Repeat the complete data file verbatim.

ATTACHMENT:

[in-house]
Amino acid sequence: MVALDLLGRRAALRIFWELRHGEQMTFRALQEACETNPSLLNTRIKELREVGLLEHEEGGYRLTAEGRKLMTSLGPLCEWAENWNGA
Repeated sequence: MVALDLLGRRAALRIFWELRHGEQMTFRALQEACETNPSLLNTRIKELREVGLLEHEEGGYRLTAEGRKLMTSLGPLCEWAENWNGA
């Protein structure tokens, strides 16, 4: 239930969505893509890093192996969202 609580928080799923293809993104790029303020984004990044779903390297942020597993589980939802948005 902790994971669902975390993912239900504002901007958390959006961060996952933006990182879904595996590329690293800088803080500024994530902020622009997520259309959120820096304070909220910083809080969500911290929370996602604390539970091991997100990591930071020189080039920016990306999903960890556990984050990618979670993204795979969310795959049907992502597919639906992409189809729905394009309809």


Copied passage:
[in-house]
Amino acid sequence: MVALDLLGRRAALRIFWELRHGEQMTFRALQEACETNPSLLNTRIKELREVGLLEHEEGGYRLTAEGRKLMTSLGPLCEWAENWNGA
Repeated sequence: MVALDLLGRRAALRIFWELRHGEQMTFRALQEACETNPSLLNTRIKELREVGLLEHEEGGYRLTAEGRKLMTSLGPLCEWAENWNGA
């Protein structure tokens, strides 16, 4: 239930969505893509890093192996969202 609580928080799923293809993104790029303020984004990044779903390297942020597993589980939802948005 902790994971669902975390993912239900504002901007958390959006961060996952933006990182879904595996590329690293800088803080500024994530902020622009997520259309959120820096304070909220910083809080969500911290929370996602604390539970091991997100990591930071020189080039920016990306999903960890556990984050990618979670993204795979969310795959049907992502597919639906992409189809729905394009309809």